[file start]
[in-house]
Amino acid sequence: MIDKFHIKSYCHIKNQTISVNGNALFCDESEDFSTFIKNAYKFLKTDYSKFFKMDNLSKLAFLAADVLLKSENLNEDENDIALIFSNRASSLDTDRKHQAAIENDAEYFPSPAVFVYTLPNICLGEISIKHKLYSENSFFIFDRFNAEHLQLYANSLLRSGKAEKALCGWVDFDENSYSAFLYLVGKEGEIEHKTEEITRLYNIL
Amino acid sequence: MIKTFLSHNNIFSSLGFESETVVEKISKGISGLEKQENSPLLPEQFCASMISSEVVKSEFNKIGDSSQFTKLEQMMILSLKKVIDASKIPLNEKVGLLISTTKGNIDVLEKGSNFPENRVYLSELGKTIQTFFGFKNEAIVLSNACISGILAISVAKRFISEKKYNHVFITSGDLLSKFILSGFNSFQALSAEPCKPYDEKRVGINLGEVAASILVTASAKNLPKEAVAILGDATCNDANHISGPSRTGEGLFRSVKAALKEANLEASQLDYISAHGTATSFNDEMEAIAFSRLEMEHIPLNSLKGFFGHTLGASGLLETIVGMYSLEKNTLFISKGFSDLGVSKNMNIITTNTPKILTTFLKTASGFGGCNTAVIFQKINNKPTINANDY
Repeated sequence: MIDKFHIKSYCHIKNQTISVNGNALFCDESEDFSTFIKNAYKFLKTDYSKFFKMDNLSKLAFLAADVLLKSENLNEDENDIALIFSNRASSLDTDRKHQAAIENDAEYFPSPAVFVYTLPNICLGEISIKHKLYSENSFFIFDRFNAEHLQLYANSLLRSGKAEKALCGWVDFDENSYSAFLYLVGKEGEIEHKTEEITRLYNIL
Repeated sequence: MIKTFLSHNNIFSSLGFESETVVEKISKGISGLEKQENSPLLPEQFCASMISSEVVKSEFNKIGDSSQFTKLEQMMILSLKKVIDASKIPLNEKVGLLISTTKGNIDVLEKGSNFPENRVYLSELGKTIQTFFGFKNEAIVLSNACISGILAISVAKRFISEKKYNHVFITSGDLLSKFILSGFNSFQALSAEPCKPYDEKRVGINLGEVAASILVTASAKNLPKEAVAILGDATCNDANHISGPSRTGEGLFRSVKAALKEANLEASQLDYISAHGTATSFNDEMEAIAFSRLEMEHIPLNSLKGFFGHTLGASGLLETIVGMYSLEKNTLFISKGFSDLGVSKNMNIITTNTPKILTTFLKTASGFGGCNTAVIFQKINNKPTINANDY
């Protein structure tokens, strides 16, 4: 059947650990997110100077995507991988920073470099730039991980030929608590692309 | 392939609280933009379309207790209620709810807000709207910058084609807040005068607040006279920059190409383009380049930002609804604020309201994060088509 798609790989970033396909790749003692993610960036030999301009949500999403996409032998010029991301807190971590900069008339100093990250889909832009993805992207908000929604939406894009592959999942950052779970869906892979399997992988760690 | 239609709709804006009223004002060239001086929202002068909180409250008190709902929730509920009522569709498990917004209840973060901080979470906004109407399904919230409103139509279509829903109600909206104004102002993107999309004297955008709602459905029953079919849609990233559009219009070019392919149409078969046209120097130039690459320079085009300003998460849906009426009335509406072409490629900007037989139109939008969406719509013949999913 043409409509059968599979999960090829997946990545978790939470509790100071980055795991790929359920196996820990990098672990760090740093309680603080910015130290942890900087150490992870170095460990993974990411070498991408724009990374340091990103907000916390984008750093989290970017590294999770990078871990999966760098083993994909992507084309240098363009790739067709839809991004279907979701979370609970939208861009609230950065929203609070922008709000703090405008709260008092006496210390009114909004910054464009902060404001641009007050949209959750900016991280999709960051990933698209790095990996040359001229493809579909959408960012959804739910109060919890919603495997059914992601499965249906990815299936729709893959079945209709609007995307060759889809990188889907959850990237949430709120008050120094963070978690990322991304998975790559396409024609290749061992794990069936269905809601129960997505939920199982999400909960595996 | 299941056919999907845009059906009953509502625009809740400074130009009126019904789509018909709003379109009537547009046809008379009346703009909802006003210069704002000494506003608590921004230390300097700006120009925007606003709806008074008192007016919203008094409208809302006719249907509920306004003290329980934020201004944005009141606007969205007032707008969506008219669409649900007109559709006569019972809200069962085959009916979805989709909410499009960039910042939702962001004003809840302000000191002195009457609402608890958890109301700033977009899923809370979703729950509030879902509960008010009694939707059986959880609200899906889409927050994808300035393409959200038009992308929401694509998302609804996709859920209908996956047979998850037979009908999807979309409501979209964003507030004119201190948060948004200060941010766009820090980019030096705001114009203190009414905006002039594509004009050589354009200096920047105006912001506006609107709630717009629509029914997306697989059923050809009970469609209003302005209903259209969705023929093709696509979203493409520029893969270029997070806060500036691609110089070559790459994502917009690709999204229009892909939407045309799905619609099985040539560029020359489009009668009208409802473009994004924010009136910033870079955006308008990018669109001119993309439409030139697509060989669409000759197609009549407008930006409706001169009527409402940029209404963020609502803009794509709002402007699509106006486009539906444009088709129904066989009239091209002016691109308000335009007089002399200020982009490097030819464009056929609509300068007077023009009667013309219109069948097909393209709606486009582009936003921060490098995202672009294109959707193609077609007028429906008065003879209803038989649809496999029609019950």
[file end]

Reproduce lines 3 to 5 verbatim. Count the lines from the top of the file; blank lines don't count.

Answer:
Amino acid sequence: MIKTFLSHNNIFSSLGFESETVVEKISKGISGLEKQENSPLLPEQFCASMISSEVVKSEFNKIGDSSQFTKLEQMMILSLKKVIDASKIPLNEKVGLLISTTKGNIDVLEKGSNFPENRVYLSELGKTIQTFFGFKNEAIVLSNACISGILAISVAKRFISEKKYNHVFITSGDLLSKFILSGFNSFQALSAEPCKPYDEKRVGINLGEVAASILVTASAKNLPKEAVAILGDATCNDANHISGPSRTGEGLFRSVKAALKEANLEASQLDYISAHGTATSFNDEMEAIAFSRLEMEHIPLNSLKGFFGHTLGASGLLETIVGMYSLEKNTLFISKGFSDLGVSKNMNIITTNTPKILTTFLKTASGFGGCNTAVIFQKINNKPTINANDY
Repeated sequence: MIDKFHIKSYCHIKNQTISVNGNALFCDESEDFSTFIKNAYKFLKTDYSKFFKMDNLSKLAFLAADVLLKSENLNEDENDIALIFSNRASSLDTDRKHQAAIENDAEYFPSPAVFVYTLPNICLGEISIKHKLYSENSFFIFDRFNAEHLQLYANSLLRSGKAEKALCGWVDFDENSYSAFLYLVGKEGEIEHKTEEITRLYNIL
Repeated sequence: MIKTFLSHNNIFSSLGFESETVVEKISKGISGLEKQENSPLLPEQFCASMISSEVVKSEFNKIGDSSQFTKLEQMMILSLKKVIDASKIPLNEKVGLLISTTKGNIDVLEKGSNFPENRVYLSELGKTIQTFFGFKNEAIVLSNACISGILAISVAKRFISEKKYNHVFITSGDLLSKFILSGFNSFQALSAEPCKPYDEKRVGINLGEVAASILVTASAKNLPKEAVAILGDATCNDANHISGPSRTGEGLFRSVKAALKEANLEASQLDYISAHGTATSFNDEMEAIAFSRLEMEHIPLNSLKGFFGHTLGASGLLETIVGMYSLEKNTLFISKGFSDLGVSKNMNIITTNTPKILTTFLKTASGFGGCNTAVIFQKINNKPTINANDY